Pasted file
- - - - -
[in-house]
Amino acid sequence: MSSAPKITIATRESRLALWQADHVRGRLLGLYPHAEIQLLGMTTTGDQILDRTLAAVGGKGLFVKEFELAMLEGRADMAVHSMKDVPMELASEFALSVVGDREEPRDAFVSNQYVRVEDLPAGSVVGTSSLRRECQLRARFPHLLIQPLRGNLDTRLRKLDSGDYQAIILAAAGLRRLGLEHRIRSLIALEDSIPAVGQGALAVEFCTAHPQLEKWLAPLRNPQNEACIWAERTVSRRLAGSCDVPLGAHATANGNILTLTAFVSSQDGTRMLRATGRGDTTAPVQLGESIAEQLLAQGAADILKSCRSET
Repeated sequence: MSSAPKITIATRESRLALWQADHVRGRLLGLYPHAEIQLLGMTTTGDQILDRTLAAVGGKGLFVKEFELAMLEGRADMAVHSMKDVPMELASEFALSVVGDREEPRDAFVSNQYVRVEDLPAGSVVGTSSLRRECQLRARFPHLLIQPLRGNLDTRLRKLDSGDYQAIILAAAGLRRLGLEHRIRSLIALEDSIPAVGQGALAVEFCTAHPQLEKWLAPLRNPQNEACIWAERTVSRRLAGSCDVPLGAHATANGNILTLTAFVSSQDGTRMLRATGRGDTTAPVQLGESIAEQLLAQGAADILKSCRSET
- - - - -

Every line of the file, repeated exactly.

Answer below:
[in-house]
Amino acid sequence: MSSAPKITIATRESRLALWQADHVRGRLLGLYPHAEIQLLGMTTTGDQILDRTLAAVGGKGLFVKEFELAMLEGRADMAVHSMKDVPMELASEFALSVVGDREEPRDAFVSNQYVRVEDLPAGSVVGTSSLRRECQLRARFPHLLIQPLRGNLDTRLRKLDSGDYQAIILAAAGLRRLGLEHRIRSLIALEDSIPAVGQGALAVEFCTAHPQLEKWLAPLRNPQNEACIWAERTVSRRLAGSCDVPLGAHATANGNILTLTAFVSSQDGTRMLRATGRGDTTAPVQLGESIAEQLLAQGAADILKSCRSET
Repeated sequence: MSSAPKITIATRESRLALWQADHVRGRLLGLYPHAEIQLLGMTTTGDQILDRTLAAVGGKGLFVKEFELAMLEGRADMAVHSMKDVPMELASEFALSVVGDREEPRDAFVSNQYVRVEDLPAGSVVGTSSLRRECQLRARFPHLLIQPLRGNLDTRLRKLDSGDYQAIILAAAGLRRLGLEHRIRSLIALEDSIPAVGQGALAVEFCTAHPQLEKWLAPLRNPQNEACIWAERTVSRRLAGSCDVPLGAHATANGNILTLTAFVSSQDGTRMLRATGRGDTTAPVQLGESIAEQLLAQGAADILKSCRSET